After a couple long weeks on the job it’s inevitable that we would get out and enjoy nature, the best prescription for whatever ails you. On this ridiculously hot and humid day in May, Corenne and I set out for a most attractive hike, one which we'd wandered on before. Rattlesnake Mountain was where we ended up with the post-hike plan of visiting a new brewery in Keeseville called Ausable Brewing Co. Needless to say, we were excited about both.
The drive to the Lake Champlain Region is a bit of a haul for us, but its unique offering helped us look past that and make the most of our travels. We arrived at the trailhead off Route 22, which is just north of Willsboro and south of Keeseville. The trailhead parking had only three other cars in it, most likely due to the thunderstorms in the forecast.
The trail stretched out before us and the forest grove passed us by, offering us glances at spring wildflowers and the sweet smell of a new season. We felt like spectators in Mother Nature’s garden, which I suppose we essentially were, and we were OK with that. Our muscles were a bit taxed from a lack of hiking over the previous two weeks but we were sure to remedy that impairment today, and hopefully more often from here on out.
Decaying pine needles coated the wide trail, which at one time must have been an old carriage route. After the initial slight descent, we started the steady climb as the trail swung us around a bit more to the north and through a shallow pass. The pass was littered with rocks. Some of those rocks were loose and scattered over rocks that were driven further into the earth by the masses of hikers. A nice, hardened path was developing around much of it.
We quickly came to the foot trail that branches off the old carriage road near the top of the pass. Atop the pass there were a couple of hikers who missed the turn and questioned their location. We got them started in the right direction, and we all began the much more aggressive climb to the summit.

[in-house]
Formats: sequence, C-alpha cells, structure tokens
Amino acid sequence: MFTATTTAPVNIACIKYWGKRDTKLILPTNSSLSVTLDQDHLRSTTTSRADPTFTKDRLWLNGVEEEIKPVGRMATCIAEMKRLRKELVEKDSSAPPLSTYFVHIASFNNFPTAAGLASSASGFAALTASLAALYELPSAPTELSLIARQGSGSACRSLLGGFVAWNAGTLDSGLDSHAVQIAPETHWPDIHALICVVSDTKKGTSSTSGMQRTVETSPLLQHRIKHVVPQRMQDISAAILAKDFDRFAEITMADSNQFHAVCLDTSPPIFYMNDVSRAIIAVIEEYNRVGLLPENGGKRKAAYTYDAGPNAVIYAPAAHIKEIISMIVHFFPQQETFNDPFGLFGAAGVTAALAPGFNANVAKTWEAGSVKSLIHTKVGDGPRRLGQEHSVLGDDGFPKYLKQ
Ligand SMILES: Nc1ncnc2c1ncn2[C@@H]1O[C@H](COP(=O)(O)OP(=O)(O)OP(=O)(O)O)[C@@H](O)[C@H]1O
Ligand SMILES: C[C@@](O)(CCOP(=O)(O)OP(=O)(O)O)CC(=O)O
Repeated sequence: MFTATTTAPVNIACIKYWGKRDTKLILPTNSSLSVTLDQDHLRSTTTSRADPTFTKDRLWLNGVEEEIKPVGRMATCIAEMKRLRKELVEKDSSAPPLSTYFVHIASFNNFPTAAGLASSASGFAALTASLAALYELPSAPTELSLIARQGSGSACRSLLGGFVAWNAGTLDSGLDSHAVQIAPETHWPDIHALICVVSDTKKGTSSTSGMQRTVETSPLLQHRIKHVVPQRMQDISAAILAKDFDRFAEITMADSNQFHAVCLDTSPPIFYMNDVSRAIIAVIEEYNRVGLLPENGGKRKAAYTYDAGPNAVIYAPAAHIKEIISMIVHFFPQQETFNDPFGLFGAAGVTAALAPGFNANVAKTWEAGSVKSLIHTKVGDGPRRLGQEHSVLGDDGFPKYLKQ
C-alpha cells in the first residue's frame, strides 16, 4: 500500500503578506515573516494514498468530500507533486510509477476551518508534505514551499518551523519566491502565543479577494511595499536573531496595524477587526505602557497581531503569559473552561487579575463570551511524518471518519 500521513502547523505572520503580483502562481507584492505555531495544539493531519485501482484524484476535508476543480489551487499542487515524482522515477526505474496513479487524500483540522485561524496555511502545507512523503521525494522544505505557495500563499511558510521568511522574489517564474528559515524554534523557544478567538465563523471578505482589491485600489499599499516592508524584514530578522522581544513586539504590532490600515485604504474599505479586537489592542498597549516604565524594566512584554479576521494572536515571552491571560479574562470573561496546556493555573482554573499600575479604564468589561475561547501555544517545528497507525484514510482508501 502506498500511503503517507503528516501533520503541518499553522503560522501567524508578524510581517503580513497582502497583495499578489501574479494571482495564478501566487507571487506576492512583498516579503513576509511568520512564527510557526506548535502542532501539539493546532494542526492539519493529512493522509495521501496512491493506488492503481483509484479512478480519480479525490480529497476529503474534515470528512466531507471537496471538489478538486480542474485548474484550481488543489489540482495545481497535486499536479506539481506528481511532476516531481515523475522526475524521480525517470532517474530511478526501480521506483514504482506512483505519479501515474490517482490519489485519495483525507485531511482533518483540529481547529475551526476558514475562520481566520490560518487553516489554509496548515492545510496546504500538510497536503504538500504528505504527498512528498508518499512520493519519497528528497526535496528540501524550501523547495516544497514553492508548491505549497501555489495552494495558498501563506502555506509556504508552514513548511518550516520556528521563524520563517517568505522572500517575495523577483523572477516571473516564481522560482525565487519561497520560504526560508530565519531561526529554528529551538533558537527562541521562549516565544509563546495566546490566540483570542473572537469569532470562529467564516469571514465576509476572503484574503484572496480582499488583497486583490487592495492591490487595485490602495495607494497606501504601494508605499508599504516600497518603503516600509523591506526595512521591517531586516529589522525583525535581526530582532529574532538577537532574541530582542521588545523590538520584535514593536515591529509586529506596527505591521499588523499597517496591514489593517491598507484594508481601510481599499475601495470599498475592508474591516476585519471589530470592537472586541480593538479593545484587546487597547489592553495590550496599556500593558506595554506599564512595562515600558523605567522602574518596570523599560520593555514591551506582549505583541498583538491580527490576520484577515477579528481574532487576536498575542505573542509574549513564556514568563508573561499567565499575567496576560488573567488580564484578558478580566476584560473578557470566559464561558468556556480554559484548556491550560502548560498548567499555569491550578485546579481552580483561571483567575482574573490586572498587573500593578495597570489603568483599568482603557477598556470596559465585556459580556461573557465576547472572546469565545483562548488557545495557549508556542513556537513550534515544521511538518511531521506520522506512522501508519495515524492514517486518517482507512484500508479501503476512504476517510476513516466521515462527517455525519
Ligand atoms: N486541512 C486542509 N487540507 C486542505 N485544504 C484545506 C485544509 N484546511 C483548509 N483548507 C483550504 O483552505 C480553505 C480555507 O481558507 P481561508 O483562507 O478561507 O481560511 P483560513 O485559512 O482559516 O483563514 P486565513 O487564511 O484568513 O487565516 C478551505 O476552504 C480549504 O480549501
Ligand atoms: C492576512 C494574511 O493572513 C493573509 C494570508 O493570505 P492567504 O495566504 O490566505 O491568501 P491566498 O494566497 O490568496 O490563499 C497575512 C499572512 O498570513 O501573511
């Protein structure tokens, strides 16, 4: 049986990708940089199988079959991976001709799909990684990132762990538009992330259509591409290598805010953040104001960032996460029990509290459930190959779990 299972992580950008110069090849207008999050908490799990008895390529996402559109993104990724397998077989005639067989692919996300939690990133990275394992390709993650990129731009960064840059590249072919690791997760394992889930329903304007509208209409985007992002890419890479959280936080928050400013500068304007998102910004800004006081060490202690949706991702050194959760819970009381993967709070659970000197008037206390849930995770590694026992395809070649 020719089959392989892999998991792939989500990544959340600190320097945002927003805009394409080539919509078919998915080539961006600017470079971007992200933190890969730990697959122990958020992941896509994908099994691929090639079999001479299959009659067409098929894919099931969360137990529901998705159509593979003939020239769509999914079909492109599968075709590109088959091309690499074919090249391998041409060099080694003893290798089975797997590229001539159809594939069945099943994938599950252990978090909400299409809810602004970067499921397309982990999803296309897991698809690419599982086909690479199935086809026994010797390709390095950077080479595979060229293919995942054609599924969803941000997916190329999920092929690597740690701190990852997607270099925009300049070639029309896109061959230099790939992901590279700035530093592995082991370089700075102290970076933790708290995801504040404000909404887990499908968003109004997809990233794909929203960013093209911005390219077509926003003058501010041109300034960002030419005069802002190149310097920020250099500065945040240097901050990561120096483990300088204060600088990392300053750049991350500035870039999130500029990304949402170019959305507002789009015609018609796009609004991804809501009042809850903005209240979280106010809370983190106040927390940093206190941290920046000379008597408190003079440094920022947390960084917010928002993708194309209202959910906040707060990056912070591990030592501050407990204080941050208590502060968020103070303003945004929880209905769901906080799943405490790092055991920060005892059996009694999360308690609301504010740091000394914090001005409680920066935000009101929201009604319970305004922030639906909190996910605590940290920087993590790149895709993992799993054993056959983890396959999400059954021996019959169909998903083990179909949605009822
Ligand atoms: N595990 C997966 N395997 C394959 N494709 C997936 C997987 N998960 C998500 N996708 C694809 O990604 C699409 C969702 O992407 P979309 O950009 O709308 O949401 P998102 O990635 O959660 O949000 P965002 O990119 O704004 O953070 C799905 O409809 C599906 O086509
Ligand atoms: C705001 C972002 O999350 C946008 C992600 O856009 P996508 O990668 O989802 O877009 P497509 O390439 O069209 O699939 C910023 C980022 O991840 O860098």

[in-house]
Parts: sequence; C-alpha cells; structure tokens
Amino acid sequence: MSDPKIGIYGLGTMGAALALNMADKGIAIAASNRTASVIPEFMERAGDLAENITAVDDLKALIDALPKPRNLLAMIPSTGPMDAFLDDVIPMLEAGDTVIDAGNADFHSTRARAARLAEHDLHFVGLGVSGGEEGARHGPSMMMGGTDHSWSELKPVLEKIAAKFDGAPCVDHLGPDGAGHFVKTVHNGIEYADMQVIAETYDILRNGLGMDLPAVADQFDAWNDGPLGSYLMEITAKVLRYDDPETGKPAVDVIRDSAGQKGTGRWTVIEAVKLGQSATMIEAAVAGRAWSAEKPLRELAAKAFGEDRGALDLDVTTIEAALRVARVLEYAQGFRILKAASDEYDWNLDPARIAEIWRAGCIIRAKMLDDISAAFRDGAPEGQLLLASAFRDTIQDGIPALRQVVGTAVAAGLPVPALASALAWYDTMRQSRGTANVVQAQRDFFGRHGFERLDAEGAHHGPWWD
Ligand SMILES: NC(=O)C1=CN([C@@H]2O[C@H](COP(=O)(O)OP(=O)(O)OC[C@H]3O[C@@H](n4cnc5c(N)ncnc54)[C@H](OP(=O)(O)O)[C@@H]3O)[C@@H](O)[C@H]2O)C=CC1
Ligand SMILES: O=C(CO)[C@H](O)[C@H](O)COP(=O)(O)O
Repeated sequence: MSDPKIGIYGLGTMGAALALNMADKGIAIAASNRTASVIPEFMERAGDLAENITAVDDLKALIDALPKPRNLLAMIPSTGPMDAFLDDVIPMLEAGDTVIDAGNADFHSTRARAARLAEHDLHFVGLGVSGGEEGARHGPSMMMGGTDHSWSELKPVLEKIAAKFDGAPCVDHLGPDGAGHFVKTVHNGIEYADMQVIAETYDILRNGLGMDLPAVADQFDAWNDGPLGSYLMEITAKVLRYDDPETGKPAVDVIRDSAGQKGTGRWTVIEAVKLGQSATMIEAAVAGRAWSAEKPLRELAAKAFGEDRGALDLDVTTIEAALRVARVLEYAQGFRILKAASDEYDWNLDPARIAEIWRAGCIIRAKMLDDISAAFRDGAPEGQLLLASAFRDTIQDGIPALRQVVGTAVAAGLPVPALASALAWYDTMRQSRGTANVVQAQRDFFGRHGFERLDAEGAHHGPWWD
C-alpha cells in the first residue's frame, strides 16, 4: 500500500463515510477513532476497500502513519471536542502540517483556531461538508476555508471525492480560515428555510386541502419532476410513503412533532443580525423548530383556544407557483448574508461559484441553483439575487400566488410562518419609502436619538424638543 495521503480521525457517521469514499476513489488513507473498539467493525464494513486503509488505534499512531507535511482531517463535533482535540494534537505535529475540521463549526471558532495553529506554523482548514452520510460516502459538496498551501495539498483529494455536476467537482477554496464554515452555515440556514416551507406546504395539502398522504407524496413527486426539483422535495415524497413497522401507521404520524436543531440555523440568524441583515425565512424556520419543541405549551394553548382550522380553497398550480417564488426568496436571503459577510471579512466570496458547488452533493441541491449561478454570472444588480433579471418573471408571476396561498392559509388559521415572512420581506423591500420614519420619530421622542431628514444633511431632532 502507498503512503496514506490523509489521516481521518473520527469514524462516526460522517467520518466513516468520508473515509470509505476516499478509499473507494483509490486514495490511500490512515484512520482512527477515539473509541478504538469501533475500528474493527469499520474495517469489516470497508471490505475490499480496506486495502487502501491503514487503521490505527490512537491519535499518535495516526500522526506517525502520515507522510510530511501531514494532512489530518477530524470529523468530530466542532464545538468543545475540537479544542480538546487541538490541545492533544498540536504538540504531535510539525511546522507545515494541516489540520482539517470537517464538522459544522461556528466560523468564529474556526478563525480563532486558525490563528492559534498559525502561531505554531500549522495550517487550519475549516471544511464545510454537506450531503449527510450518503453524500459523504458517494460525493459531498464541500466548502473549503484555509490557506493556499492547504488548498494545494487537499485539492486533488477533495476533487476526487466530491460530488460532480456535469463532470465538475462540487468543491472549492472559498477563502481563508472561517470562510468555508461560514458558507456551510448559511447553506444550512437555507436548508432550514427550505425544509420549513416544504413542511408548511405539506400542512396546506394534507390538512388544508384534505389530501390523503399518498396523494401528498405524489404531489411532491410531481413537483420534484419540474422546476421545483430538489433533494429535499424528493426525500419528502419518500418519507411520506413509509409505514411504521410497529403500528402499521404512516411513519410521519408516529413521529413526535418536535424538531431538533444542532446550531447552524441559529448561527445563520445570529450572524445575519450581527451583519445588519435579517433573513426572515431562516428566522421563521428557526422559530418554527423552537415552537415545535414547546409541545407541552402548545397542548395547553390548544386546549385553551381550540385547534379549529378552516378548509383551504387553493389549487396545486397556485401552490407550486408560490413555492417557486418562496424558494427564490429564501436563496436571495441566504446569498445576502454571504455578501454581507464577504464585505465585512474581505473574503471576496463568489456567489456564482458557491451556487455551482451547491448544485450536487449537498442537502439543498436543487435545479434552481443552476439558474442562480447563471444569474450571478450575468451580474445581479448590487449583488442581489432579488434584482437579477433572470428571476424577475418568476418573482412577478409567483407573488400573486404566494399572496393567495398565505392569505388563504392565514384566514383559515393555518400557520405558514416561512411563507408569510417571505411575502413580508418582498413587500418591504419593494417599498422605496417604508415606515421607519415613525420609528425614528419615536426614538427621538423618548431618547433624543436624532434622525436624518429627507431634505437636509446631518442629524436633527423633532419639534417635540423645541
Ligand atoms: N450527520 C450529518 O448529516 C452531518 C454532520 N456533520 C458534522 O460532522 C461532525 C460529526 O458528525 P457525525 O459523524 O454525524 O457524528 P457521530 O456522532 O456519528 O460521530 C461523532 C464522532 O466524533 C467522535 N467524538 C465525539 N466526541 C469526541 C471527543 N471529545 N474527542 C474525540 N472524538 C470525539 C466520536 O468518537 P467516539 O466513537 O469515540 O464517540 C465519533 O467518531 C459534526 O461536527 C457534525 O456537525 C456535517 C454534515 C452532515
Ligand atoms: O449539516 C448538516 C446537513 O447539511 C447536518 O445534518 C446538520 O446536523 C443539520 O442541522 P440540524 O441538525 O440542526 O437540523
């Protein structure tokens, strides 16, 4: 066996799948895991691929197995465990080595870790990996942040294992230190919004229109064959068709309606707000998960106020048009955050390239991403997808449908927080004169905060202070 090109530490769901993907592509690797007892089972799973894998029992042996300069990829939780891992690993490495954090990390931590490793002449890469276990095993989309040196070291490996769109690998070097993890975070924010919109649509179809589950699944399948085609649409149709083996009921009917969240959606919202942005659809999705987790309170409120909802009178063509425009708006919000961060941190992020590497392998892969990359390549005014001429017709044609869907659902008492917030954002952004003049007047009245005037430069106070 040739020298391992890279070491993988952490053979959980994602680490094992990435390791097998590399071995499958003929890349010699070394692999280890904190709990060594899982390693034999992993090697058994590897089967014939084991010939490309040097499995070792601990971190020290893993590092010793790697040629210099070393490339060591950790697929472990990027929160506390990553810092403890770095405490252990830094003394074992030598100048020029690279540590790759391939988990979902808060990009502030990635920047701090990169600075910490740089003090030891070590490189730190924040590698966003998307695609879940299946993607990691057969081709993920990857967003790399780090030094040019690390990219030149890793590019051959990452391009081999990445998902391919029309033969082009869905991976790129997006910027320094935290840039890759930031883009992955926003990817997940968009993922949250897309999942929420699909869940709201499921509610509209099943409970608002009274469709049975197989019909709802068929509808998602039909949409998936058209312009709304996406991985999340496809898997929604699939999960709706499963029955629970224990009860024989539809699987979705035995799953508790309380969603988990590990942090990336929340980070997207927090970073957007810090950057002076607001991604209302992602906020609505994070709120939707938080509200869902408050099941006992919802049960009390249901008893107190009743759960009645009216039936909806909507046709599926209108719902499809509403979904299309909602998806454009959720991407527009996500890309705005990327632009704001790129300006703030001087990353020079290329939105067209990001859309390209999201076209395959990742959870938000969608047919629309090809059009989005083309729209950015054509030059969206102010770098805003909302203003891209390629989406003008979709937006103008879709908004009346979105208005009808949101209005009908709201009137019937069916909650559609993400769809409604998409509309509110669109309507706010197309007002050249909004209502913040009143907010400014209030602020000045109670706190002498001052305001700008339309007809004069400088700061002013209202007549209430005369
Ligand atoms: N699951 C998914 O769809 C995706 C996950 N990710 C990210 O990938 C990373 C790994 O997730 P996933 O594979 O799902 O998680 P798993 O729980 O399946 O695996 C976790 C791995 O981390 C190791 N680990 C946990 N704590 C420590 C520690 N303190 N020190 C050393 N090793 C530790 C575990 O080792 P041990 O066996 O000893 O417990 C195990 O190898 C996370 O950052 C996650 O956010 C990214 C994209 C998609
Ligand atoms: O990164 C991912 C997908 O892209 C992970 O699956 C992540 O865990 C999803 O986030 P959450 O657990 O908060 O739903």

The trail, now narrow, brought us in and out of rock outcroppings, beneath and through narrow shoots through the rock ledges, and over roots and rocks that seemed to sweat from the humidity. Soon the views started to present themselves, taking our minds off of our underutilized calf muscles.
The summit ridge didn’t sooth our clammy bodies — it was as still as night. We found a small spot to claim for ourselves and spent the next 45 minutes basking in the sun and watching the family of turkey vultures circle around us. I didn’t think we looked that bad — tired, yes — but on death’s doorstep?
A thunderclap in the distance off to the west got us moving again. It looked as if some kind of rain event was coming in over Whiteface Mountain and right down through the Ausable River Valley. We didn’t rush the descent as we were not afraid of a bit of rain, and as long as we were off the open summit area the light show wouldn’t harm us either.
We felt a drop of rain almost immediately off the ridge and a bit more fell as we continued down and out, and by the time we reached the flat section of trail the rain kicked into high gear and coated the forest canopy. We hardly felt a drop as we passed beneath the hardwoods, but as soon as we broke free back into the open at the trailhead the rain found us. It was cooling and refreshing, not all that dissimilar to out adventure and break from the mental muddle we call the daily routine.